SPAA will be held online to acknowledge the invisible heroes in health and social care who have exhibited extraordinary qualities of courage, empathy, mental resilience and generosity of spirit, in the face of adversity. The five award categories are: “Singapore Patient Caregiver Award”, “Singapore Patient Advocate Award”, “Singapore Patient Support Group/ Volunteer Group Award”, “Singapore Patient Engagement Initiative Award”, and “Singapore Community Engagement Initiative Award”.
Singapore Community Engagement Initiative Award (Team-based) honours the work of successful neighbourhood-based initiatives that have contributed significantly to the improvement of care and overall well-being of residents and the local community.
The Project Pencil Singapore @Yishun 71 was set up as a first responder to support needy families and those affected by the Covid-19 pandemic. It is a by neighbours for neighbours initiative in Yishun with an aim to instil a sense of “kampung spirit” through socially engaging activities such as: block cleaning, exercise programme for elderly, food distribution, free tuition for children, field trips and providing support for the children’s social and emotional development.
Operated by AMKFSC Community Services, the
Community Care Hub @ 414 is a by-residents-for-residents initiative that aims to build strong relationships among community members and facilitate an organic community of care. By fostering a spirit of collaboration and interdependence, the initiative mobilises residents to contribute their gifts and assets towards the well-being of marginalised neighbours, including individuals with financial problems, disabilities, and mental health struggles. In strengthening their social support and networks, Community Care Hub @ 414 creates a more resilient and cohesive community where no one is left behind.
The Singapore Patient Caregiver Award (Individual) honours caregivers for their strength, resilience, and unwavering dedication in caring for their loved ones amidst health and/or social care challenges.
- Despite having children of her own,
Mdm Zainab Bte Baker still manages to foster 10 children in her lifetime. Khai*, one of her fostered son whom she has been caring for the past 17 years has quadriplegic cerebral palsy since he was about a year old. He is not able to walk or talk and relies on milk feed through a percutaneous endoscopic gastrostomy (PEG) button attached to his abdomen. But that did not deter Mdm Zainab from learning the necessary skills to care for his needs. Besides caregiving, she also accompanies him to school and appointments and pays out of her pocket to cover the huge cost of living for him.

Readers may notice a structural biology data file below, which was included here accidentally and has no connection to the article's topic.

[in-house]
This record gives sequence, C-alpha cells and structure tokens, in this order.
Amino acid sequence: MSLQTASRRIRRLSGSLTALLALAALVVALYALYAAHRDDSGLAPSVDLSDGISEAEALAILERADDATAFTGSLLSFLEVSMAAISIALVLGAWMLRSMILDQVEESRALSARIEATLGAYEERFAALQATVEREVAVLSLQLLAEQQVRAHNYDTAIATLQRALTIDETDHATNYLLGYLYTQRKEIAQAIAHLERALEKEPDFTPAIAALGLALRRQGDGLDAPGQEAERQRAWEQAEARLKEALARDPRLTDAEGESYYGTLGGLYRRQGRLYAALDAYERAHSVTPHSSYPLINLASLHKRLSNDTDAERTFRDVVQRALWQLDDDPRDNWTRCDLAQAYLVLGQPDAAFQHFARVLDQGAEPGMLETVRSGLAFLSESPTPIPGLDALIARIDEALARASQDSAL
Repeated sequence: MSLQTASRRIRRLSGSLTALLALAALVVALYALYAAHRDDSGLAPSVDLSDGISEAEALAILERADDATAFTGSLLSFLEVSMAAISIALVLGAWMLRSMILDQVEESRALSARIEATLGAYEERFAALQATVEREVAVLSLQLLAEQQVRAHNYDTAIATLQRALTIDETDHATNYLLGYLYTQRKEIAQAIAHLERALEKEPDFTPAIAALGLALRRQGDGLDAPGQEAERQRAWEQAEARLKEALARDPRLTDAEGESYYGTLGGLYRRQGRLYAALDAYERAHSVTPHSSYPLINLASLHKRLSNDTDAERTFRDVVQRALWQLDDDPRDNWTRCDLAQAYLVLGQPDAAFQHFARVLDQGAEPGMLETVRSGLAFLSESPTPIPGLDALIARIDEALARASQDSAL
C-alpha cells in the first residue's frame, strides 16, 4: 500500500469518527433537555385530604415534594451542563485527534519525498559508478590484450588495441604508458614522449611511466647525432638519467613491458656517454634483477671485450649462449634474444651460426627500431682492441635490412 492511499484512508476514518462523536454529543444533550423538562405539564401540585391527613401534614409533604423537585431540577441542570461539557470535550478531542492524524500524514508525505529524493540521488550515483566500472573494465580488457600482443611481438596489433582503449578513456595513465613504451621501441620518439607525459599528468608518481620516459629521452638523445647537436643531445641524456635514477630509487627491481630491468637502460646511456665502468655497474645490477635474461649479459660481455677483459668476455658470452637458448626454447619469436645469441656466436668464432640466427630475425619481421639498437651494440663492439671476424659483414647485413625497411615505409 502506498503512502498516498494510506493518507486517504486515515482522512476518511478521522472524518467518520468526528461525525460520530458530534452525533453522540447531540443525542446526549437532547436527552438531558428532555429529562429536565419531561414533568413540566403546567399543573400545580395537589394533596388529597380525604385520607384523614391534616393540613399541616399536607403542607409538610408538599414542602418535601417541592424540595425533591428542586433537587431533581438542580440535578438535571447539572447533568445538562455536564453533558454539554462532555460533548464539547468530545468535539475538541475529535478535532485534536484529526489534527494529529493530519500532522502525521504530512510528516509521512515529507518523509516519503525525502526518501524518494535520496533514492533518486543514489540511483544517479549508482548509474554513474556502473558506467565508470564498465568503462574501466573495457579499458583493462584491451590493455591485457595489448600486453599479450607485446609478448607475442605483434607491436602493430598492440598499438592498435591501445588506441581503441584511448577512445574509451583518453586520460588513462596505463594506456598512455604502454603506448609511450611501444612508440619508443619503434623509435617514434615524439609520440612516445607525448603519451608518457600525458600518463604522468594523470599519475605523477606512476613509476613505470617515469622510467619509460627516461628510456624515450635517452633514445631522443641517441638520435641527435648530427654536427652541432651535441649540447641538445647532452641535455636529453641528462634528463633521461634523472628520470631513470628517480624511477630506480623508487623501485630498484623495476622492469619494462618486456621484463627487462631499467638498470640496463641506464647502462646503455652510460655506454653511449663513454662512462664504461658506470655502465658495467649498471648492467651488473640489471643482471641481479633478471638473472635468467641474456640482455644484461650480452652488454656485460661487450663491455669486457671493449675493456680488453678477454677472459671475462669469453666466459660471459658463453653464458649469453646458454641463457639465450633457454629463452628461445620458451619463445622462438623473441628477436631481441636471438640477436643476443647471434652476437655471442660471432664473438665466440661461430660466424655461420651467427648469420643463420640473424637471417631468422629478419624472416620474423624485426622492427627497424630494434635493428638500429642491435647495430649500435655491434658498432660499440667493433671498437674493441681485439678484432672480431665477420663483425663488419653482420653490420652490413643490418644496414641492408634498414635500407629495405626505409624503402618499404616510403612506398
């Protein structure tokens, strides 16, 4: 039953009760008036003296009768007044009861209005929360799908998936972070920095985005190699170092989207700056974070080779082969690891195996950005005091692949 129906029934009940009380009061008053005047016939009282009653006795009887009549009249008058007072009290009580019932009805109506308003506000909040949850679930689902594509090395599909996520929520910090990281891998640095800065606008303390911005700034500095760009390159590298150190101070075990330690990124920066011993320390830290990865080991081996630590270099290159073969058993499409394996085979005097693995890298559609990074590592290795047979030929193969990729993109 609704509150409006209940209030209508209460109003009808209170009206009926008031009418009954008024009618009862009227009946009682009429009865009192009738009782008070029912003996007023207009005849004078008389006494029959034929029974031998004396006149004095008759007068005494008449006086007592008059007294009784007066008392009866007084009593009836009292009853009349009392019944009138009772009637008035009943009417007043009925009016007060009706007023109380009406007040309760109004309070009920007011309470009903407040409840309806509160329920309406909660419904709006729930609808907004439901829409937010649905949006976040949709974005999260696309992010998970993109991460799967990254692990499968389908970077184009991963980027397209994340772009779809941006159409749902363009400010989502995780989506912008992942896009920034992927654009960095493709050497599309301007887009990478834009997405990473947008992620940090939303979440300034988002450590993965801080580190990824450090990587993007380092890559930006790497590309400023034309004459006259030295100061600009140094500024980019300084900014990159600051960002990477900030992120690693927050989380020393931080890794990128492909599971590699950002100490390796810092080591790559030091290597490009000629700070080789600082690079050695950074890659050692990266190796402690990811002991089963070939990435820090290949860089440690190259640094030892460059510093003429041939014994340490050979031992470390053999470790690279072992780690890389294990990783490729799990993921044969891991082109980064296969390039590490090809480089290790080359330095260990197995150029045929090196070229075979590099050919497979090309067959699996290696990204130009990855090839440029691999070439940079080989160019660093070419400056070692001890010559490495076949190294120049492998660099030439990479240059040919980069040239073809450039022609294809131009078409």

*Not his real name
The Singapore Patient Advocate Award (Individual) recognises individuals who are passionate about advocating for meaningful causes, and have contributed significantly towards improving care delivery.
Ms Serlina Eng is a Principal Case Manager at the Institute of Mental Health (IMH) and an advocate for mental health. At work, she inspires her colleagues with her dedication to serve her patients based on personalised care, which she initiated in a Clinical Practice Improvement Project (CPIP). She also initiated the “Make yoU a Mask (MUM)” project which gave IMH patients an opportunity to learn a new skill and give back to the society by sewing masks for fellow patients, caregivers, and nurses during the Covid-19 pandemic. Outside of work, she devotes her time to raise funds for patients’ non-medical needs, as well as for at-risk youths and athletes with disabilities in Singapore.
The Singapore Patient Engagement Initiative Award (Team-based) pays tribute to collaborative health and/or social care projects or initiatives within Singapore that contribute to the improvement of care and overall health and well-being of patients, caregivers, and/or the community.
- The team of occupational therapists, nurses and clinicians at Yishun Health's Cognition 6th Vital Sign service designed S.A.F.E (Stimulating Activities For Frail Elderly) Programme to enhance the function and promote the overall well-being of patients with dementia or delirium in the inpatient wards. ‘S.A.F.E Volunteers’ were trained to understand the target patient group and learn how to actively engage them. Group reminiscence activities and therapeutic horticulture activities were also conducted for patients. After the programme was rolled out, the number of patients who sat out of bed to engage in activities increased from around 11% to 23%. There was also an increase in general alertness and pleasure, and a decrease in anxiety and fear and sadness among patients.